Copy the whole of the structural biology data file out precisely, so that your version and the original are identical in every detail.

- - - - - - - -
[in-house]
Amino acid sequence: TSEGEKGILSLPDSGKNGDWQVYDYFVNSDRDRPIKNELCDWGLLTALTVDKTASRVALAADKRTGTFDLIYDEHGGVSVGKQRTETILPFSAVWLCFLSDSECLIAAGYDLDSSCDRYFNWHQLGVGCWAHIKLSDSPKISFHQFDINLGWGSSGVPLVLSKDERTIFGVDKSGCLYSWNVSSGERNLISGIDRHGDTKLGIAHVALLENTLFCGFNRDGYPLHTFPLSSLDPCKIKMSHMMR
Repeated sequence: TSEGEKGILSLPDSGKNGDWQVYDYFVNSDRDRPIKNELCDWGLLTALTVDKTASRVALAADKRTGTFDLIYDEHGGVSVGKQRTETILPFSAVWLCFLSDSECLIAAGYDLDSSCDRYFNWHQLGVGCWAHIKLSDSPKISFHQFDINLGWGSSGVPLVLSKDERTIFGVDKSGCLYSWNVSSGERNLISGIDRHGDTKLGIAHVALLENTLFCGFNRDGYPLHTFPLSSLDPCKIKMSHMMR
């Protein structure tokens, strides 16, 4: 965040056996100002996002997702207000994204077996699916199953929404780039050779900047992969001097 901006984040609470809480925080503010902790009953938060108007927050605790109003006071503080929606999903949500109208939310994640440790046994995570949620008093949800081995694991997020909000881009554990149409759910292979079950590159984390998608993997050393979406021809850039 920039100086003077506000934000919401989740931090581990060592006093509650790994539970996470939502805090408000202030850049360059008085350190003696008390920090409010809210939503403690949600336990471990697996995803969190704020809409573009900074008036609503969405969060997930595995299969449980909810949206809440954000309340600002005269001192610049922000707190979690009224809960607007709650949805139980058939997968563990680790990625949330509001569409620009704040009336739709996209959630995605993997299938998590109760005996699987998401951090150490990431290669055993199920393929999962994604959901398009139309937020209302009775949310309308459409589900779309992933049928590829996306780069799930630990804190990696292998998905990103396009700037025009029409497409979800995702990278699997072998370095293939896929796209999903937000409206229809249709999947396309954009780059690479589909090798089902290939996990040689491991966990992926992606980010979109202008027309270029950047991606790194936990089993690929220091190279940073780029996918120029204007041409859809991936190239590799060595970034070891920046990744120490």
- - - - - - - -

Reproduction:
[in-house]
Amino acid sequence: TSEGEKGILSLPDSGKNGDWQVYDYFVNSDRDRPIKNELCDWGLLTALTVDKTASRVALAADKRTGTFDLIYDEHGGVSVGKQRTETILPFSAVWLCFLSDSECLIAAGYDLDSSCDRYFNWHQLGVGCWAHIKLSDSPKISFHQFDINLGWGSSGVPLVLSKDERTIFGVDKSGCLYSWNVSSGERNLISGIDRHGDTKLGIAHVALLENTLFCGFNRDGYPLHTFPLSSLDPCKIKMSHMMR
Repeated sequence: TSEGEKGILSLPDSGKNGDWQVYDYFVNSDRDRPIKNELCDWGLLTALTVDKTASRVALAADKRTGTFDLIYDEHGGVSVGKQRTETILPFSAVWLCFLSDSECLIAAGYDLDSSCDRYFNWHQLGVGCWAHIKLSDSPKISFHQFDINLGWGSSGVPLVLSKDERTIFGVDKSGCLYSWNVSSGERNLISGIDRHGDTKLGIAHVALLENTLFCGFNRDGYPLHTFPLSSLDPCKIKMSHMMR
């Protein structure tokens, strides 16, 4: 965040056996100002996002997702207000994204077996699916199953929404780039050779900047992969001097 901006984040609470809480925080503010902790009953938060108007927050605790109003006071503080929606999903949500109208939310994640440790046994995570949620008093949800081995694991997020909000881009554990149409759910292979079950590159984390998608993997050393979406021809850039 920039100086003077506000934000919401989740931090581990060592006093509650790994539970996470939502805090408000202030850049360059008085350190003696008390920090409010809210939503403690949600336990471990697996995803969190704020809409573009900074008036609503969405969060997930595995299969449980909810949206809440954000309340600002005269001192610049922000707190979690009224809960607007709650949805139980058939997968563990680790990625949330509001569409620009704040009336739709996209959630995605993997299938998590109760005996699987998401951090150490990431290669055993199920393929999962994604959901398009139309937020209302009775949310309308459409589900779309992933049928590829996306780069799930630990804190990696292998998905990103396009700037025009029409497409979800995702990278699997072998370095293939896929796209999903937000409206229809249709999947396309954009780059690479589909090798089902290939996990040689491991966990992926992606980010979109202008027309270029950047991606790194936990089993690929220091190279940073780029996918120029204007041409859809991936190239590799060595970034070891920046990744120490």